Into the Iron Triangle

By Arrigo Velicogna

‘One side could move quickly, could almost disappear at will, controlled large areas of the countryside. The other side had overwhelming firepower but were always going to be “strangers in a strange land”.’[i]

These two sentences encapsulated our common understanding of the Vietnam War. They are simple, effective, but hopelessly misleading. Yet they are entrenched deep not only in the common understanding, but also in plenty of academic analyses. But a repeated lie is still a lie, despite its popularity. Wars in Vietnam, either the French ‘Indochina War’ or the American ‘Vietnam War’, are misunderstood, misremembered and misrepresented. Few years ago historian Dale Andrade wrote that the understanding the US Army had of the Vietnam war came ‘in spite of its own official history, which provides a balanced and detailed account of the war.’[ii]

The war the United States, the Republic of Vietnam and their allies faced in Vietnam was at the same time a conventional war and an insurgency. Diminishing the former to emphasise the latter, has had been recently fashionable is wrong. In writing Into the Iron Triangle I wanted to provide the readers with a counter to the constant rehashing of myths and stereotypes. The book looks at one year of clashes between Saigon and the Cambodian border culminating in the first multidivisional American operation of the war, ATTLEBORO.  These clashes chiefly involved the US 1st Infantry Division, the famed Big Red One, and the Peoples Armed Forces 9th Division. Battles alone were just a single component of a complex war so I have put them into their strategic context, showing large clashes were an integral part of both sides’ strategy. Beside chronicling the battles, Into the Iron Triangle looks at the units involved, their organisation, their doctrine and their equipment. The reader will discover how both sides were in reality strangers in a strange land, and were constantly trying to bring overwhelming firepower on their opponent.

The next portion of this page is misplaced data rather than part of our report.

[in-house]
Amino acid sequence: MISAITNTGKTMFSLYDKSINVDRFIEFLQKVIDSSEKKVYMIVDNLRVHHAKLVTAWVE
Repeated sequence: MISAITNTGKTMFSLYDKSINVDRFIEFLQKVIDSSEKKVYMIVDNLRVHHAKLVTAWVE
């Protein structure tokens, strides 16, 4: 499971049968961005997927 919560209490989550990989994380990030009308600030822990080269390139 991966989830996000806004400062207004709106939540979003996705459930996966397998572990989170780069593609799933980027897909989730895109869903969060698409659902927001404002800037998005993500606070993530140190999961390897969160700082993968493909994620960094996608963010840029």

Hopefully I have brought a convincing alternative to our common understanding and one that brings to the fore what was really happening on the ground rather than generic theories of conflict.

Into the Iron Triangle is now available to buy on the Helion & Company Ltd website here:

[i] Eoghan Kelly, Nam the Way it Was, Wargames Soldier and Strategy, 113, 2021, p.78

[ii] Dale Andrade, Westmoreland was Right, Small Wars and Insurgencies, 19-2, 2008, p.149

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